This first sub-phase takes place in an interval of 0 - 2% at the beginning of the double step cycle. The initial contact with the ground marks the moment when the foot touches the ground (Fig. 4.1). The position of the joints at this point in time determines the pattern in which the leg's response to stress occurs. In 'healthy' people, the stance phase is initiated by rolling over the heel (Perry, 2003, p. 5).

2.2 Stress response

The exercise response occurs in the first tenth of the gait cycle. This is the initial bipedal stance phase (Fig. 4.2). The phase begins with the initial contact with the ground and continues until the contralateral foot is lifted for the swing. The foot or the arch of the foot takes on its actual function in this phase, that of a shock absorber. Adapting the arch of the foot to suit the situation ensures stability when taking on the body load and the continuity of locomotion (Perry, 2003, p. 5).

2.3 Middle stance phase

It characterizes the interval of 10 - 30% of the gait cycle and thus takes place parallel to the first half of the monopedal standing interval (Fig. 4.3). It begins when the contralateral foot is lifted and continues until the body weight is shifted to the forefoot. The locomotion should take place via the supporting foot, which can only be achieved through muscular stability of the leg and trunk (Perry, 2003, p. 5).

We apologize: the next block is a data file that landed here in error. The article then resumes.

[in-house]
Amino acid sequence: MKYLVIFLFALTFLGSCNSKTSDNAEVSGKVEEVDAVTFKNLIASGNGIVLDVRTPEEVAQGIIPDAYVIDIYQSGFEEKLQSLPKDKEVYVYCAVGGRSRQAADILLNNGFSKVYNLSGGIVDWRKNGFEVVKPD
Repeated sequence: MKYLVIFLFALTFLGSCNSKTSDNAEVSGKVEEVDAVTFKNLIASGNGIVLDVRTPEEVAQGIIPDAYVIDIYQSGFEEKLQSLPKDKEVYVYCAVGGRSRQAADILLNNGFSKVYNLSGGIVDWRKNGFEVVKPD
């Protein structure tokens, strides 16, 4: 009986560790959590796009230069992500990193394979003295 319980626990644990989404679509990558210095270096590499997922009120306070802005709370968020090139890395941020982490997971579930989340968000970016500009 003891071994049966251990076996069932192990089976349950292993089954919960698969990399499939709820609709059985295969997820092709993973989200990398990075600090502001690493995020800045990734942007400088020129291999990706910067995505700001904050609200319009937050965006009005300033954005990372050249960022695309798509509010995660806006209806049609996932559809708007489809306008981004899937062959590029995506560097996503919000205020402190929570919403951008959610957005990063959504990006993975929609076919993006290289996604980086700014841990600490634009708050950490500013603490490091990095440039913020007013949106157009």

2.4 Terminal stance phase

Determines the section of about 30 - 50% of the gait cycle. The monopedal stance phase ends with this phase (Fig. 4.4). It begins with the heel peeling off and continues until the contralateral foot comes into contact with the ground. During the entire phase, the body weight is in front of the forefoot. The movement of the body continues (mainly) via the supporting foot (Perry, 2003, p. 6).

2.5 Pre-swing phase

In the interval between 50 - 60% of the gait cycle. This last section of the stance phase is the second (terminal) bipedal stance phase within the double step cycle (Fig. 4.5). It begins with the initial contact of the contralateral leg with the ground and ends with the toe detachment of the ipsilateral foot. In this phase, the relieved leg uses its leeway and prepares for the upcoming swing phase. All movements and muscle activity at this point relate to the task of positioning the leg for the swing (Perry, 2003, p. 6).

2.6 Initial swing phase

Takes place in the interval between 60 - 73% of the gait cycle. This first phase is about a third of the entire swing phase (Fig. 4.6). It begins when the foot is lifted off the ground and ends when the swinging foot is in opposition to the stand. This phase is characterized by the detachment of the foot from the floor and the forward movement of the leg from its hanging position (Perry, 2003, p. 6).

2.7 Middle swing phase

Occurs between 73-87% of the gait cycle. This second section of the swing phase begins when the swing leg is in opposition to the standing leg (Fig. 4.7). The interval ends when the hip and knee joint are in an even flexion position. In short, the leg swings forward and the foot releases from the floor (Perry, 2003, p. 8).